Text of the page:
An anonymous reader quotes CNN: Radiologists, who receive years of training and are some of the highest paid doctors, are among the first physicians who will have to adapt as artificial intelligence expands into health care... Today radiologists face a deluge of data as they serve patients. When Jim Brink, radiologist in chief at Massachusetts General Hospital, entered the field in the late 1980s, radiologists had to examine 20 to 50 images for CT and PET scans. Now, there can be as many as 1,000 images for one scan. The work can be tedious, making it prone to error. The added imagery also makes it harder for radiologists to use their time efficiently... The remarkable power of today's computers has raised the question of whether humans should even act as radiologists. Geoffrey Hinton, a legend in the field of artificial intelligence, went so far as to suggest that schools should stop training radiologists.
X-rays, CT scans, MRIs, ultrasounds and PET scans do improve patient care -- but they also drive up costs. And now one medical imaging startup can read a heart MRI in 15 seconds, a procedure which takes a human 45 minutes. Massachusetts General Hospital is already assembling data to train algorithms to spot 25 common scenarios. But Brinks predicts that ultimately AI will become more of a sophisticated diagnostic aid, flagging images that humans should examine more closely, while leaving radiologists with more time for interacting with patients and medical staff.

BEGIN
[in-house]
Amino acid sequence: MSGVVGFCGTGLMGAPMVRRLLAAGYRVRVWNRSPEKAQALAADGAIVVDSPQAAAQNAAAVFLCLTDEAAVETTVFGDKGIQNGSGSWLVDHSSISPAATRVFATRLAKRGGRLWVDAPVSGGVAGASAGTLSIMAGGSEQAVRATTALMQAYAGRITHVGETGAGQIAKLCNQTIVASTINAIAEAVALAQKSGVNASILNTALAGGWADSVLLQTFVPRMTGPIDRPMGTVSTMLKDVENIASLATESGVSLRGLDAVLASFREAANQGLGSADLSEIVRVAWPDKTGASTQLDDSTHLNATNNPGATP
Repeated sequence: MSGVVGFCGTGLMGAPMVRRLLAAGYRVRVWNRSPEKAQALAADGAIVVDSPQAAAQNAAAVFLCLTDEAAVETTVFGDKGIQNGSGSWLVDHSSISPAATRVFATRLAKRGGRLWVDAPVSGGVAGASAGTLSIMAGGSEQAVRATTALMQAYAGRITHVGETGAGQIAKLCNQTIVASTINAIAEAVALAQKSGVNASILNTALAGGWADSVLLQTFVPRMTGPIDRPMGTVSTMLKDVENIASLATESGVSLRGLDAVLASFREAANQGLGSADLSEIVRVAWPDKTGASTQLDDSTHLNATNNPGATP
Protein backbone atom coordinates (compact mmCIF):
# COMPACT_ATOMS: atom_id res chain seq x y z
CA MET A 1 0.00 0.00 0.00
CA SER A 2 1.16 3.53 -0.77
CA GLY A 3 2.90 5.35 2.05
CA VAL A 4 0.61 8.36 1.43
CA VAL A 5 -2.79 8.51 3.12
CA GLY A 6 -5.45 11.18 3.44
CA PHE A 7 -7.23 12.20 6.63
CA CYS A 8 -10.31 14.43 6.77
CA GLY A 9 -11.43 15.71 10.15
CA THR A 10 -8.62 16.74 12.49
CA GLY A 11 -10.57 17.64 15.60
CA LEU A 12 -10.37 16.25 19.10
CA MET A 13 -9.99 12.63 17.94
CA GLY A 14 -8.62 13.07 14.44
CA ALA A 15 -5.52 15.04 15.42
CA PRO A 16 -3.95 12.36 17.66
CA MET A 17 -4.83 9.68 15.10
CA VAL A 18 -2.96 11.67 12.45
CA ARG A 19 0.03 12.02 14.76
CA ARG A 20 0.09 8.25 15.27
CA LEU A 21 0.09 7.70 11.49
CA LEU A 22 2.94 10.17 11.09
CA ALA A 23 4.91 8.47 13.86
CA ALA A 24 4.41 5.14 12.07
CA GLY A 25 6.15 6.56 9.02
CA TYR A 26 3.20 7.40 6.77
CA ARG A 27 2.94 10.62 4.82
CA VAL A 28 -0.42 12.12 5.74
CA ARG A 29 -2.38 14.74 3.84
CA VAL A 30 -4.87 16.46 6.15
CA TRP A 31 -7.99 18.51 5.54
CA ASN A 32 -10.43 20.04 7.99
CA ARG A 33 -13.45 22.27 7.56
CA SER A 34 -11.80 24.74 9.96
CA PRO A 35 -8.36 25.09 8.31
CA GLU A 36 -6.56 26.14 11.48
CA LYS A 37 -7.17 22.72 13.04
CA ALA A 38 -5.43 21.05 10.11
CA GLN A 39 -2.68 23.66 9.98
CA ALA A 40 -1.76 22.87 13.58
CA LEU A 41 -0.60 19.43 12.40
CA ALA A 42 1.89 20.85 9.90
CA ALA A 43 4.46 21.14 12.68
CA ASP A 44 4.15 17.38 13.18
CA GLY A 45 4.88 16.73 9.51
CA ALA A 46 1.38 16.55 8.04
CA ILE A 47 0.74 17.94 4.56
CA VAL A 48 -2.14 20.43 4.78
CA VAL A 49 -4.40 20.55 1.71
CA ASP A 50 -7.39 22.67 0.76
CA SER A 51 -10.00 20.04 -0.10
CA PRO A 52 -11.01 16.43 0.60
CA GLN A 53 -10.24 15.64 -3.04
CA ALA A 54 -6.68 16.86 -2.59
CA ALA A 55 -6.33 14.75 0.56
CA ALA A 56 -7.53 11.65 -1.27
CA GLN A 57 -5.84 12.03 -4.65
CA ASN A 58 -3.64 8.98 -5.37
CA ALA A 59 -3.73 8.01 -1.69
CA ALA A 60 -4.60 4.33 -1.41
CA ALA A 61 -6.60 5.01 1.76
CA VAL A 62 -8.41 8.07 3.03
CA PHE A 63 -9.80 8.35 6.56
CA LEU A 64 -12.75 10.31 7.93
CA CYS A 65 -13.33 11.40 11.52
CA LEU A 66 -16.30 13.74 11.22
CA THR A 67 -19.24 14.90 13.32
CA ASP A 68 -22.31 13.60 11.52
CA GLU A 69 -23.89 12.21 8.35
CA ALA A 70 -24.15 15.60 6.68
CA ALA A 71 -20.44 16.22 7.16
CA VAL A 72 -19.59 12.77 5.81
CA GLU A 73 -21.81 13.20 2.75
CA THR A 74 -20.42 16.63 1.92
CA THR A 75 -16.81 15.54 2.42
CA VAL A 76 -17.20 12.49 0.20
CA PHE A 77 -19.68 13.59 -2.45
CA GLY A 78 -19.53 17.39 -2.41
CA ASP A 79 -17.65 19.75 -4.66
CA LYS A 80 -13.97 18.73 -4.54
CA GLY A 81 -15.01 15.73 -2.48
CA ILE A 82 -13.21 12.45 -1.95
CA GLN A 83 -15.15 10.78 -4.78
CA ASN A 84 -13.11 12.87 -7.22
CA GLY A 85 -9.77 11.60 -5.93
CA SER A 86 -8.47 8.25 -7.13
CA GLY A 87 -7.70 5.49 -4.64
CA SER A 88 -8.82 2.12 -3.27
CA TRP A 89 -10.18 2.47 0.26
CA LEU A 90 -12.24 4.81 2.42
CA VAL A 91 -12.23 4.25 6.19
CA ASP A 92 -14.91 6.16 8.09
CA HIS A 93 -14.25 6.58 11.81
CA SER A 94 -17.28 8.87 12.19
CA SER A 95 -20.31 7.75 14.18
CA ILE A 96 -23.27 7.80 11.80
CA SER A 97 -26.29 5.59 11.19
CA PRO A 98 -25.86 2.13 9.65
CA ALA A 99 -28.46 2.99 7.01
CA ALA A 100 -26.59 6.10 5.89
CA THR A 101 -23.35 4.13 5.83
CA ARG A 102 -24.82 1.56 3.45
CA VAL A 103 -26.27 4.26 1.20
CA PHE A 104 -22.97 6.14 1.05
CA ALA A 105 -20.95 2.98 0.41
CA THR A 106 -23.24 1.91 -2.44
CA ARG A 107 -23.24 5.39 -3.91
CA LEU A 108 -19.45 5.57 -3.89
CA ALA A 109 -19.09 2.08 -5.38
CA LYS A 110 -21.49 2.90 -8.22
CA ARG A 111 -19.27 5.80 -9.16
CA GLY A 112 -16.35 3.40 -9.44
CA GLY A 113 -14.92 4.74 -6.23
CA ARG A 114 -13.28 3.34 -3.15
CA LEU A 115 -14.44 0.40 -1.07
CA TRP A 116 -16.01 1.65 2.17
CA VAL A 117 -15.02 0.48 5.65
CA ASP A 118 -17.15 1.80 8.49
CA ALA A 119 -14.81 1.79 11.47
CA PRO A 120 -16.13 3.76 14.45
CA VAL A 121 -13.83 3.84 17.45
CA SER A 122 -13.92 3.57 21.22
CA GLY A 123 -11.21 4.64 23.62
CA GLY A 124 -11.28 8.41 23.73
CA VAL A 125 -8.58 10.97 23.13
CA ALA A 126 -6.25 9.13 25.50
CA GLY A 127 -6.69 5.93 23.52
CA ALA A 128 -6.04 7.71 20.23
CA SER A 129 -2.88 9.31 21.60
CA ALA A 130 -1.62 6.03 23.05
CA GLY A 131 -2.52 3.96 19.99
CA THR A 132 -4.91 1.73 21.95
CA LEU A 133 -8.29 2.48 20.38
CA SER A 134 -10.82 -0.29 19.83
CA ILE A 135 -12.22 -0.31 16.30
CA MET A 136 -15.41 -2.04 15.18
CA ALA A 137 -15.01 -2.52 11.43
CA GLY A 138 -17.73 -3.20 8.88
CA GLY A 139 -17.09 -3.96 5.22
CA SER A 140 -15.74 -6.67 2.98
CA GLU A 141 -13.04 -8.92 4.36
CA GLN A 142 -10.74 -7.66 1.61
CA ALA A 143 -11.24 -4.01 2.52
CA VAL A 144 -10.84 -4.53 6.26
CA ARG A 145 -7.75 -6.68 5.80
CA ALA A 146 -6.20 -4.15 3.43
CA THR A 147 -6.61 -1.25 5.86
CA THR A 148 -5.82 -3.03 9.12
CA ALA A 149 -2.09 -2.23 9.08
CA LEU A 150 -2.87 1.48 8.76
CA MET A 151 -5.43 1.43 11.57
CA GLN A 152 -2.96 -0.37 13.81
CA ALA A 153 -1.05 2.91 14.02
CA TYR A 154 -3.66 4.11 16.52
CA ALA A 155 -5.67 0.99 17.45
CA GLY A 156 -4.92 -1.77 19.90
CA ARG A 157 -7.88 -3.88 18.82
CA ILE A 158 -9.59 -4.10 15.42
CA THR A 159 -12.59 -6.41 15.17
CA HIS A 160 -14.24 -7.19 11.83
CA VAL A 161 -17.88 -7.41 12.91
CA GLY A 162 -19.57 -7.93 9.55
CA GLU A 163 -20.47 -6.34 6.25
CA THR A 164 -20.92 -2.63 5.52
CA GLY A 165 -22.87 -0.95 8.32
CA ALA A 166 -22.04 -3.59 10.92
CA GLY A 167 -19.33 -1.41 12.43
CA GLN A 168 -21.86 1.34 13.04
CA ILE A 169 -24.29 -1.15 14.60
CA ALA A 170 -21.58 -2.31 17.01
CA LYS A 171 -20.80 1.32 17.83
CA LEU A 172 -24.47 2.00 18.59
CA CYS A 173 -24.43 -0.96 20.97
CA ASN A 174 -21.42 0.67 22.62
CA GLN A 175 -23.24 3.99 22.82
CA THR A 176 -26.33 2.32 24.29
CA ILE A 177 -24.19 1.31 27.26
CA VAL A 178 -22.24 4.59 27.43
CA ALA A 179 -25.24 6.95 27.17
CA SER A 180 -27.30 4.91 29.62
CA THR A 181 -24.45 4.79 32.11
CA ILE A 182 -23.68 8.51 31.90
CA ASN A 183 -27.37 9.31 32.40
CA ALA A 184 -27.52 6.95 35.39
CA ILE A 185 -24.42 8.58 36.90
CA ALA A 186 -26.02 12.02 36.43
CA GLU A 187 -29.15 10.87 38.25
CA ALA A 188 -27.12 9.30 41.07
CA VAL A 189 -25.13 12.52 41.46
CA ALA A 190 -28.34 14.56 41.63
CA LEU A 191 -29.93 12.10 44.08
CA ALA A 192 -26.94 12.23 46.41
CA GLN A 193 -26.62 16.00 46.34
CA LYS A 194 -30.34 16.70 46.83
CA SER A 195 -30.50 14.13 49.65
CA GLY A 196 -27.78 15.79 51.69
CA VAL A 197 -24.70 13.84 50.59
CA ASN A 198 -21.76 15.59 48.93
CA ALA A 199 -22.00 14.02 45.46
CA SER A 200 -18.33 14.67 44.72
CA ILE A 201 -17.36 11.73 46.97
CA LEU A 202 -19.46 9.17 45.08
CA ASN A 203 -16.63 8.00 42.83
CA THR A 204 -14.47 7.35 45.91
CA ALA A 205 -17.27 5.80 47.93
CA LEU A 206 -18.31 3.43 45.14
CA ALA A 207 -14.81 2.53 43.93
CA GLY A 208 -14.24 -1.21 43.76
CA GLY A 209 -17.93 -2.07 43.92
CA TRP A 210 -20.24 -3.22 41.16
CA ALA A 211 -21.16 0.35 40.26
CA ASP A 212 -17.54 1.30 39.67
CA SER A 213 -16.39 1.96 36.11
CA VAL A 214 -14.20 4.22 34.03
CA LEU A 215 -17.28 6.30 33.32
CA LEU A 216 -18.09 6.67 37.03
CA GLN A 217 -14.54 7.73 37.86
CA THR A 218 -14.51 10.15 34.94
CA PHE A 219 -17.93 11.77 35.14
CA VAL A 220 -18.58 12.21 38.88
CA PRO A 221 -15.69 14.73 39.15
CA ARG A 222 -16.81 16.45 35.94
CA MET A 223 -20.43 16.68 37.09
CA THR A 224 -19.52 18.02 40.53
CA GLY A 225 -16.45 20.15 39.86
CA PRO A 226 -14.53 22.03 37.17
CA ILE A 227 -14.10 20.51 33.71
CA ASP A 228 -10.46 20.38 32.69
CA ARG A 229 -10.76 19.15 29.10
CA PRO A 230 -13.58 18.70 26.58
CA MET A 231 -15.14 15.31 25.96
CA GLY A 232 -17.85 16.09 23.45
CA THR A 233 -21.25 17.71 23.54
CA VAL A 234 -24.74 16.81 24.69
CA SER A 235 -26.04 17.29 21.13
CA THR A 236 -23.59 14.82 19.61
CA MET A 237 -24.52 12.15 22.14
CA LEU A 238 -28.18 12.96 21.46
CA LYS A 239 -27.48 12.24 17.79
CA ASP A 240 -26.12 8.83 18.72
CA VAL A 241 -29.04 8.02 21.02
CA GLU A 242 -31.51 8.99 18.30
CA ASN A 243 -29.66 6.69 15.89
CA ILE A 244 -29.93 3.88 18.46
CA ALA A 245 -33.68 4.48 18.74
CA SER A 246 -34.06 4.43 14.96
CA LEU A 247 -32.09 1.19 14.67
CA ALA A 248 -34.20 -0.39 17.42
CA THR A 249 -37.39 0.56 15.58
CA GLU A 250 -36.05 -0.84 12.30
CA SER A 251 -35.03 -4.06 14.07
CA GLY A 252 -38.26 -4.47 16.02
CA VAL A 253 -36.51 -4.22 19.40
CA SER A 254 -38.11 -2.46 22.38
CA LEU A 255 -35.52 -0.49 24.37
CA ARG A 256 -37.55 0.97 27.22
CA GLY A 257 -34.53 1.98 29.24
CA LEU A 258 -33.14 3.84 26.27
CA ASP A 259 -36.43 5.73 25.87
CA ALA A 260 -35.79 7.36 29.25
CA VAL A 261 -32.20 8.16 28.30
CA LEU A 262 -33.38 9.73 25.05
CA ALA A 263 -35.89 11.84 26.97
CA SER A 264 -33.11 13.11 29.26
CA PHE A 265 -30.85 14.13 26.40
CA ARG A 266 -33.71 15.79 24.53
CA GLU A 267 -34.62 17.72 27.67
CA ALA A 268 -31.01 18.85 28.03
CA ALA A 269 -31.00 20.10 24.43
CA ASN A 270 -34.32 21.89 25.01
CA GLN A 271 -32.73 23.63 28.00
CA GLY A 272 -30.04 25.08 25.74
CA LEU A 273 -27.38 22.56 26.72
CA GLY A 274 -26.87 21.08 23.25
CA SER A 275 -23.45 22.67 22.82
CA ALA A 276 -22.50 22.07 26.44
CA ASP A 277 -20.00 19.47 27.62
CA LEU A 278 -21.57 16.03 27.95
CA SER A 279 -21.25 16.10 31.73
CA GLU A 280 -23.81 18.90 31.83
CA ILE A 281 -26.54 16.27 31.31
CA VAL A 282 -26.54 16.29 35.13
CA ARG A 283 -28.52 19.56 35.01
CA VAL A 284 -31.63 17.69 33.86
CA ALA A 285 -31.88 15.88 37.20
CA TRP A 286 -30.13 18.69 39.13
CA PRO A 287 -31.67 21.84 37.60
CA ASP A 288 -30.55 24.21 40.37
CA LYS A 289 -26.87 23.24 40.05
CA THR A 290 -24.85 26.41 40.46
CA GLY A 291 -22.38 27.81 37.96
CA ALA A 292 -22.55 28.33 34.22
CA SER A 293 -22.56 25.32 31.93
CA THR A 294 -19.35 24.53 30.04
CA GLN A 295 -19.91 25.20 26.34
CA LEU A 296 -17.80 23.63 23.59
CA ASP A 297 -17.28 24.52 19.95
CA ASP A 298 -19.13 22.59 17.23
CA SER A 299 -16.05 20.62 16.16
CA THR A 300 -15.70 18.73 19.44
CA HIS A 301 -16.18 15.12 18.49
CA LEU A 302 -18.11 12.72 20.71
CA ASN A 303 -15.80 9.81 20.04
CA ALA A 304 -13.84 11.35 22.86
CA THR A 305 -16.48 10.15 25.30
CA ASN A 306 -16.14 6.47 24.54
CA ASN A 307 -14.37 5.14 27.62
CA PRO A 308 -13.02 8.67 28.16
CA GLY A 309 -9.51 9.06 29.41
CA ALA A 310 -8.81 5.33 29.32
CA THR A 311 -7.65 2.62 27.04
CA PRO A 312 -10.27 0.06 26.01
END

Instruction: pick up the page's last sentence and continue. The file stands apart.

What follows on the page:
Google

Google's Life Sciences Unit Is Releasing 20 Million Bacteria-Infected Mosquitoes in Fresno (techcrunch.com) 115

Earlier this week, a white Mercedes Sprinter van began a delivery route along the streets of Fancher Creek, a residential neighborhood on the southeastern edge of Fresno, California. Its cargo? 100,000 live mosquitoes, all male, all incapable of producing offspring. As it crisscrossed Fancher Creek's 200 acres, it released its payload, piping out swarms of sterile Aedes aegypti into the air. It'll do the same thing tomorrow, and the next day, from now until the end of December. From a report: Verily, the life science's arm of Google's parent company Alphabet, has hatched a plan to release about 20 million lab-made, bacteria-infected mosquitoes upon Fresno, California -- and that's a good thing! You see, the Zika-carrying Aedes aegypti mosquito is prevalent in the area. Earlier this year, a woman contracted the first confirmed case of Zika in Fresno through sexual contact with a partner who had been traveling. Now there's the fear of the inevitable mosquito-meets-patient if we don't do something about it. Verily's plan, called the Debug Project, hopes to now wipe out this potential Zika-carrying mosquito population to prevent further infections.
Movies

Biologists Use Gene Editing To Store Movies In DNA (scientificamerican.com) 87